By: Ahmad Shabir
Anantnag: What could prove to be a major relief for the young adults and children suffering diabetes, the endocrinology department of Sheri Kashmir Institute of Medical Sciences (SKIMS) in collaboration with the International Diabetic Federation will provide free insulin, syringes and testing strips to them.
The facilities including insulin, syringes and testing strips will be provided to these patients under life for a child (LFAC) program run by Australia based diabetic institute.
The institute has initiated a registration process in this regard, asking the parents of the children suffering diabetes to get registered for free supply.
SKIMS last year started a pediatric endocrinology OPD for children and young diabetic population. Hundreds of patients even below the age of 10 are registered with the department seeking treatment for diabetes.
Since most of these young diabetics have to be insulin dependent lifelong and find it hard to afford the insulin, strips , gluco-meters and syringes, SKIMS endocrinology department signed a memorandum of understanding (MOU) with the Australia based charity group , international diabetic federation. The IDF agreed to partner with SKIMS to provide support to the young diabetics seeking treatment from the institute.
Head of department , endocrinology , Dr Shaqir Masoodi , taking to social networking site, Facebook expressed his gratitude and sincere thanks to the people running ‘The life for a child’ program particularly Bruce King, Graham Ogle and Sumitra for signing an MOU with SKIMS.
Masoodi in the social media post said that the MOU will help them to manage better the children and young adults with diabetes in Kashmir.
Type 1 diabetes is a lifelong condition requiring daily insulin injections, daily blood glucose monitoring, education and special healthcare. “Access to this life saving treatment is often difficult and sometimes impossible, to achieve in under-resourced countries. Without support many young people die soon after being diagnosed as their lifelong treatment becomes expensive,” Masoodi further wrote.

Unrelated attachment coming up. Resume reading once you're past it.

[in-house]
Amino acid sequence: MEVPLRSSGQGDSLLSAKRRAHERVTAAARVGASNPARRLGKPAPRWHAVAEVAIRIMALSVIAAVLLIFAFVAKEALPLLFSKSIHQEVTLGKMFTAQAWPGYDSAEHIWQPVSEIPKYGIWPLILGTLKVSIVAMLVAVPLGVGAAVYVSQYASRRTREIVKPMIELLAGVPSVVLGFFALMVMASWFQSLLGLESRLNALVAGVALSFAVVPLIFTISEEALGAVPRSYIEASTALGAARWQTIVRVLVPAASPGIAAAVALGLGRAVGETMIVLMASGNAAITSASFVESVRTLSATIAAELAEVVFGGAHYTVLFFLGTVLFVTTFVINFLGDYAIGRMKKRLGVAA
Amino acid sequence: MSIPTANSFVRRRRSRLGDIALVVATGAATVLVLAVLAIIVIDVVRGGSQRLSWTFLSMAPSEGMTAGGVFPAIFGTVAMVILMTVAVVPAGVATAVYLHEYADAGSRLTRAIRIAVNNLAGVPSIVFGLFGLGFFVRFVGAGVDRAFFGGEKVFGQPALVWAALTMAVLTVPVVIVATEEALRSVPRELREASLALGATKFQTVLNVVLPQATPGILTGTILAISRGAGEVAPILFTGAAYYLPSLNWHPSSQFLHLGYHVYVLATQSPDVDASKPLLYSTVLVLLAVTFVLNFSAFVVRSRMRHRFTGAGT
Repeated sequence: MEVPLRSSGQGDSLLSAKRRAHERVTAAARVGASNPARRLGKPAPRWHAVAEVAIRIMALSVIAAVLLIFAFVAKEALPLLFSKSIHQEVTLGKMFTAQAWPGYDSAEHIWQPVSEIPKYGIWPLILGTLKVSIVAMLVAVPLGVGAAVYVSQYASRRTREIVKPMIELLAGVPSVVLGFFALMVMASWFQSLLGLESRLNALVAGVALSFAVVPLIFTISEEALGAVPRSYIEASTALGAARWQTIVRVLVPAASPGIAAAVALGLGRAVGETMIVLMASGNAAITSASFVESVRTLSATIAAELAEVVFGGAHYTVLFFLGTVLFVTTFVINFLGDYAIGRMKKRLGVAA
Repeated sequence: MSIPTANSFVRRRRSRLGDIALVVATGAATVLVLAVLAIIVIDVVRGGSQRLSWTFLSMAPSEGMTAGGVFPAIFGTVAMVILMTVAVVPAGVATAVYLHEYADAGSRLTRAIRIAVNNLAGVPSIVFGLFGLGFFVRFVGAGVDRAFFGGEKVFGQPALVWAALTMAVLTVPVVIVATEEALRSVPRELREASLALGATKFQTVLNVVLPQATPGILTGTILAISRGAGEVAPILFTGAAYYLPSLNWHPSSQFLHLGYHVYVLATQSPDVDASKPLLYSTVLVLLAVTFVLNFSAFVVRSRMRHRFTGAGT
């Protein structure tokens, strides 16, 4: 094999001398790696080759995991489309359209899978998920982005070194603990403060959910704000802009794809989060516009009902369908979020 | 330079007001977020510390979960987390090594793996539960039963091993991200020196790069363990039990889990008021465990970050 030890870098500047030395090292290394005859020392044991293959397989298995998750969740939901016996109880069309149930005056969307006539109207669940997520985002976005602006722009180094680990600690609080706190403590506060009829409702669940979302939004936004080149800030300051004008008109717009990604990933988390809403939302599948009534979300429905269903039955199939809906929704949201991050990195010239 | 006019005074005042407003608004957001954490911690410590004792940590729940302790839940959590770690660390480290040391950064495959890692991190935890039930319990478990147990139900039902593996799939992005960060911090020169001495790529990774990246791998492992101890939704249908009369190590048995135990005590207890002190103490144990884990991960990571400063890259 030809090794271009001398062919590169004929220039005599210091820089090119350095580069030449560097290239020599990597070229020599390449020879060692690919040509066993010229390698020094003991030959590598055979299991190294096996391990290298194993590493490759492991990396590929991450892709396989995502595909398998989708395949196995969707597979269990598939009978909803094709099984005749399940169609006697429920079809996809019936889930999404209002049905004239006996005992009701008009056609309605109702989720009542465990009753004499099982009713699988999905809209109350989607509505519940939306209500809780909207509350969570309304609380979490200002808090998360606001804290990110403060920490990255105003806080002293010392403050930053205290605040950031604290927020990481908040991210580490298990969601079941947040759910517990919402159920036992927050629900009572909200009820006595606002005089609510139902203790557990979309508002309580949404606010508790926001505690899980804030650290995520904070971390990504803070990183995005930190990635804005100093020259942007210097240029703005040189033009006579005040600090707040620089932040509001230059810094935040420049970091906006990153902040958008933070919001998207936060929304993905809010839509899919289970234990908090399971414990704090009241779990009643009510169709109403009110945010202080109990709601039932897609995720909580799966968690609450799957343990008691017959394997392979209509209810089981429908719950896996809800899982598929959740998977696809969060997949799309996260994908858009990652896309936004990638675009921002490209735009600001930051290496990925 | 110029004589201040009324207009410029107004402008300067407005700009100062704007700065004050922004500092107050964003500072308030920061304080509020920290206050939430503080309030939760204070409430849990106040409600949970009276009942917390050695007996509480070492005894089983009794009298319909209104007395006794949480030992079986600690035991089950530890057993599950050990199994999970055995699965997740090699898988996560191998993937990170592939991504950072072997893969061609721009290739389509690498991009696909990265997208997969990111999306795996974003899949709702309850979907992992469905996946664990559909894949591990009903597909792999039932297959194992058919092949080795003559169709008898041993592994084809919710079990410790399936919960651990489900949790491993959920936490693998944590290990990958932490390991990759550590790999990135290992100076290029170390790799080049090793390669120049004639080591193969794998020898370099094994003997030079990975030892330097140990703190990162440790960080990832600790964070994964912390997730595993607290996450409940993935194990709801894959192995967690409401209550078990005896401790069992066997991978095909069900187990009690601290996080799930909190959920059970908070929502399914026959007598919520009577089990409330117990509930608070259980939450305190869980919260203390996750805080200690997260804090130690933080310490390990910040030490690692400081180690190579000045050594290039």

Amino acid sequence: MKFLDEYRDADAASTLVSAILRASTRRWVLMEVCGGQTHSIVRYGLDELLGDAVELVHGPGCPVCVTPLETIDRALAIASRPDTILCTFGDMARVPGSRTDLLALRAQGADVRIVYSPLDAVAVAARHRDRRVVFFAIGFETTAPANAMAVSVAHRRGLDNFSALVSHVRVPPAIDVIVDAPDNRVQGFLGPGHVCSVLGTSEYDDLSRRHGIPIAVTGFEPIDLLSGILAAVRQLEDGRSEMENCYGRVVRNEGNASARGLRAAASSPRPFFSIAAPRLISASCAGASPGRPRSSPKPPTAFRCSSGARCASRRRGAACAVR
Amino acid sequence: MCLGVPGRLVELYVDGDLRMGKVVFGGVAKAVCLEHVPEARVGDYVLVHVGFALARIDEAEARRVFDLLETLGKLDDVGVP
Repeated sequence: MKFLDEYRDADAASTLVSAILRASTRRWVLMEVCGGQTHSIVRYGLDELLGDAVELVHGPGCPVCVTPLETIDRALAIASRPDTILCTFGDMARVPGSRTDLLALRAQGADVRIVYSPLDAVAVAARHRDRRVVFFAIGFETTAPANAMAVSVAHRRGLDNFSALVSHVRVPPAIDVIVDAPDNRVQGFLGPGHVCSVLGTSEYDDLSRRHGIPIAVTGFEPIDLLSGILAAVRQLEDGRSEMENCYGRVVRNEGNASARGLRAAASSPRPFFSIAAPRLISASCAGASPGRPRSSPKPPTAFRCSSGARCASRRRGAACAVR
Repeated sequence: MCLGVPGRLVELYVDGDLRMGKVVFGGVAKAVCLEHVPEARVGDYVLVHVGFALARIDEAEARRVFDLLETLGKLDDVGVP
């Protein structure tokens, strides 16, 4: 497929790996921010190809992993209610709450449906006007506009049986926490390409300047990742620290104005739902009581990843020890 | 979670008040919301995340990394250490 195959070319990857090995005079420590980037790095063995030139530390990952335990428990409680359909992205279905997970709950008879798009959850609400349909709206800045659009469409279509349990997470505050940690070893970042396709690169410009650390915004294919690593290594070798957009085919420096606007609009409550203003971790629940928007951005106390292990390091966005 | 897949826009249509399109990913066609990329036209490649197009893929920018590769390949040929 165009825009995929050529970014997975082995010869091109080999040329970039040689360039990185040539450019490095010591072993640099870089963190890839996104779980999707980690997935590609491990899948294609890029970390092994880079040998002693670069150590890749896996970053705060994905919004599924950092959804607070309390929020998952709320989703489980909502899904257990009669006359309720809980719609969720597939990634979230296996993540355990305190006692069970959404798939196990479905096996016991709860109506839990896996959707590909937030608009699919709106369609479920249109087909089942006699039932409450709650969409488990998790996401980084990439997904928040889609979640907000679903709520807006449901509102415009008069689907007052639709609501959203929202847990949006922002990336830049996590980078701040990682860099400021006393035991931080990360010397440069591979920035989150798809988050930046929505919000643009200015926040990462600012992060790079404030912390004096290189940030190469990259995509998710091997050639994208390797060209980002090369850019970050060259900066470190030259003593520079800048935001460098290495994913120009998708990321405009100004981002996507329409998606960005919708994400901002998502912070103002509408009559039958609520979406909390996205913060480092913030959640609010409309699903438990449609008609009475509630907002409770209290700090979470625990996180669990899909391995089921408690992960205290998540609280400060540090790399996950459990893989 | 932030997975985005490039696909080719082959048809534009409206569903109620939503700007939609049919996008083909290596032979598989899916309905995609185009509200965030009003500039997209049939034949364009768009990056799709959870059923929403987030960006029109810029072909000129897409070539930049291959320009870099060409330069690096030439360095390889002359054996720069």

The department, a doctor in endocrinology department said has already distributed gluco-meters, testing strips, insulin and syringes to dozens of diabetic children having registered themselves for free material.
“We have seen many such young diabetics suffering for want of treatment due to their poor financial strength. This program will prove to be of great relief for poor children being treated for diabetes as they will get all the material free. Besides workshops will also be conducted to educate these patients,” the doctor said.
LFAC program was established in 2000 by international diabetes federation (IDF) in response to the desperate situation facing many young people with type 1 diabetes in less resources countries. Since its inception program has been managed by Diabetes NSW in Sydney.